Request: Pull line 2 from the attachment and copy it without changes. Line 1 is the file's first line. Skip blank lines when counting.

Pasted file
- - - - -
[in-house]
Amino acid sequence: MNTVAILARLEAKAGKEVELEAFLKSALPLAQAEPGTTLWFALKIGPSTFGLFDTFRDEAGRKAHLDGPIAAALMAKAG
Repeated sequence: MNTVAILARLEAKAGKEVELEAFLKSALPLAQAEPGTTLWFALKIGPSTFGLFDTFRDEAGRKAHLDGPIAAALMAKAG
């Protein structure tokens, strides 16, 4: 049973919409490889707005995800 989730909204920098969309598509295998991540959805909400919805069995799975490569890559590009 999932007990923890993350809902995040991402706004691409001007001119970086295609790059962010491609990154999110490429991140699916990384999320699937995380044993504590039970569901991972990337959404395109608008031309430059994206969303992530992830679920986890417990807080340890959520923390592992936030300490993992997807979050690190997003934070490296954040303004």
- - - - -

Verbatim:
Amino acid sequence: MNTVAILARLEAKAGKEVELEAFLKSALPLAQAEPGTTLWFALKIGPSTFGLFDTFRDEAGRKAHLDGPIAAALMAKAG